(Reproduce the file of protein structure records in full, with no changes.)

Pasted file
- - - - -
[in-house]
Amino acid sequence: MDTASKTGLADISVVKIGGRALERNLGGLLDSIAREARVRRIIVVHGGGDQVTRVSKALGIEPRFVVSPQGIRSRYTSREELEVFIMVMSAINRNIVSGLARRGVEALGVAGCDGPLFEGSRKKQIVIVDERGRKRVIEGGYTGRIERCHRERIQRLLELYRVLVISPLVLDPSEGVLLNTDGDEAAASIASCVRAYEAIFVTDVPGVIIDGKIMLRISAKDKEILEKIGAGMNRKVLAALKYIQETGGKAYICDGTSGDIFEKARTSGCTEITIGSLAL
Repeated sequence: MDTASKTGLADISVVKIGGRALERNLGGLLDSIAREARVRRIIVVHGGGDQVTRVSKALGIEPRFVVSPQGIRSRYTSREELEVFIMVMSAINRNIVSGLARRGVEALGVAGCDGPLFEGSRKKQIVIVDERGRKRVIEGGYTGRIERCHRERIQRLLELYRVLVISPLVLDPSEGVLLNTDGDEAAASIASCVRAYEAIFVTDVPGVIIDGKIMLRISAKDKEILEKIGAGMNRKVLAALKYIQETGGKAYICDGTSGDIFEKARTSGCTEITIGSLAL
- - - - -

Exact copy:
[in-house]
Amino acid sequence: MDTASKTGLADISVVKIGGRALERNLGGLLDSIAREARVRRIIVVHGGGDQVTRVSKALGIEPRFVVSPQGIRSRYTSREELEVFIMVMSAINRNIVSGLARRGVEALGVAGCDGPLFEGSRKKQIVIVDERGRKRVIEGGYTGRIERCHRERIQRLLELYRVLVISPLVLDPSEGVLLNTDGDEAAASIASCVRAYEAIFVTDVPGVIIDGKIMLRISAKDKEILEKIGAGMNRKVLAALKYIQETGGKAYICDGTSGDIFEKARTSGCTEITIGSLAL
Repeated sequence: MDTASKTGLADISVVKIGGRALERNLGGLLDSIAREARVRRIIVVHGGGDQVTRVSKALGIEPRFVVSPQGIRSRYTSREELEVFIMVMSAINRNIVSGLARRGVEALGVAGCDGPLFEGSRKKQIVIVDERGRKRVIEGGYTGRIERCHRERIQRLLELYRVLVISPLVLDPSEGVLLNTDGDEAAASIASCVRAYEAIFVTDVPGVIIDGKIMLRISAKDKEILEKIGAGMNRKVLAALKYIQETGGKAYICDGTSGDIFEKARTSGCTEITIGSLAL